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Measuring the activity of a gene called FGF1 could help predict which women with ovarian cancer will benefit from platinum-based chemotherapy, according to the results of a study published in the British Journal of Cancer.

Each year in the United States, roughly 22,000 women are diagnosed with ovarian cancer and more than 15,000 die of the disease. Ovarian cancer has the highest mortality rate of all gynecologic cancers. It is difficult to detect and is often diagnosed once it has reached an advanced stage, when the chance for a cure is greatly reduced. Treatment for ovarian cancer typically involves surgery and/or chemotherapy. The response to first-line platinum-based chemotherapy significantly influences survival. One of the problems with treatment for ovarian cancer is that the cancer can build resistance to chemotherapy treatment over time. Women who experience cancer progression during or within six months of treatment with a platinum-based chemotherapy regimen are considered to have platinum-resistant cancer.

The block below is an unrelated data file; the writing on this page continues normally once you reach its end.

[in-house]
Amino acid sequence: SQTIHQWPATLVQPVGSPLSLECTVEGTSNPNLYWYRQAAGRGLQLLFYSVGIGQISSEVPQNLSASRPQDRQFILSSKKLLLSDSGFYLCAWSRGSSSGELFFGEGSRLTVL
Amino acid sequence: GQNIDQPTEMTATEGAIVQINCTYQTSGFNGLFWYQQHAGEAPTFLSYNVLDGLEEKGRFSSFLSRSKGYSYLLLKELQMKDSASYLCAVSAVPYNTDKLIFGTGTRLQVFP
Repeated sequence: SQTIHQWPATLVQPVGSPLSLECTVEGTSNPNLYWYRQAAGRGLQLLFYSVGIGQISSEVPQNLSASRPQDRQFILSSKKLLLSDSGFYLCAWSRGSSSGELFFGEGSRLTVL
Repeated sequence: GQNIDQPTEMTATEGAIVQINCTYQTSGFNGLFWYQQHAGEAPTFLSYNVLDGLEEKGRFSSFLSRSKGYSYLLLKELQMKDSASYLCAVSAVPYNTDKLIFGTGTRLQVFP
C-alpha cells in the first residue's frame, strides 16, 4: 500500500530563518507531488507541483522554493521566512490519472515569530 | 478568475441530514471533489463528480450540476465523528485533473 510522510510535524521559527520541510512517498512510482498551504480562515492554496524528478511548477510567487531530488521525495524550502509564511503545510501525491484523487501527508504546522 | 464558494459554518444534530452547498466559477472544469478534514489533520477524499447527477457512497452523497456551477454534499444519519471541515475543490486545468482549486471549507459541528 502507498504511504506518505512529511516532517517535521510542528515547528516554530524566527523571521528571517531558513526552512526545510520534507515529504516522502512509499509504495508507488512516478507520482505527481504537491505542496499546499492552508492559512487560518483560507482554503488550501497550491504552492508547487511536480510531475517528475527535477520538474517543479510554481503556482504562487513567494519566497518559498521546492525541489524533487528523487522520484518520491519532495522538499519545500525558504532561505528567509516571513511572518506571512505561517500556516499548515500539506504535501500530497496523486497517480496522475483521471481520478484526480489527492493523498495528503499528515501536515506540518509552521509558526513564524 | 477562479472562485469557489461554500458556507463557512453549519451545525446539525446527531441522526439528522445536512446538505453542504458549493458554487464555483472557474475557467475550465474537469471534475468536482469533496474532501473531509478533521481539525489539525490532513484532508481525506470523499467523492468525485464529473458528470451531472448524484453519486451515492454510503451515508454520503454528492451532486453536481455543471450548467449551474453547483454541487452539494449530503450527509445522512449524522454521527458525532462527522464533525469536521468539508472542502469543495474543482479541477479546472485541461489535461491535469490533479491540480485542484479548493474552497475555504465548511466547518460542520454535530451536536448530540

The FGF1 gene is a gene that can fuel a tumor’s growth and it is highly active in aggressive, advanced ovarian cancers. What’s more—the gene is found in higher levels in cancer cells that are resistant to platinum-based chemotherapy, meaning that women with high levels of FGF1 may be less likely to respond to these drugs, and thus could have a worse prognosis.

Researchers measured the level and activity of a variety of genes in 187 patients with ovarian cancer. Although each cancer had a unique genetic blueprint, they found that FGF1 appeared to play a critical role in determining how ovarian cancer behaves. They found that FGF1 activity increases once ovarian cancer cells become resistant to platinum-based chemotherapy. What’s more—when they blocked FGF1 in ovarian cells that were platinum-resistant, the cancer cells became sensitive to chemotherapy again.

The results could profoundly affect ovarian cancer treatment—by measuring the FGF1 gene activity, physicians may be able to predict which women will respond to chemotherapy. Furthermore, the development of new drugs targeting FGF1 could result in effective new treatments for a notoriously difficult-to-treat disease.

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Reference:

Smith G, Ng MTH, Shepherd L, et al. Individuality in FGF1 expression significantly influences platinum resistance and progression-free survival in ovarian cancer. British Journal of Cancer. Published early online September 18, 2012. doi: 10.1038/bjc.2012.410

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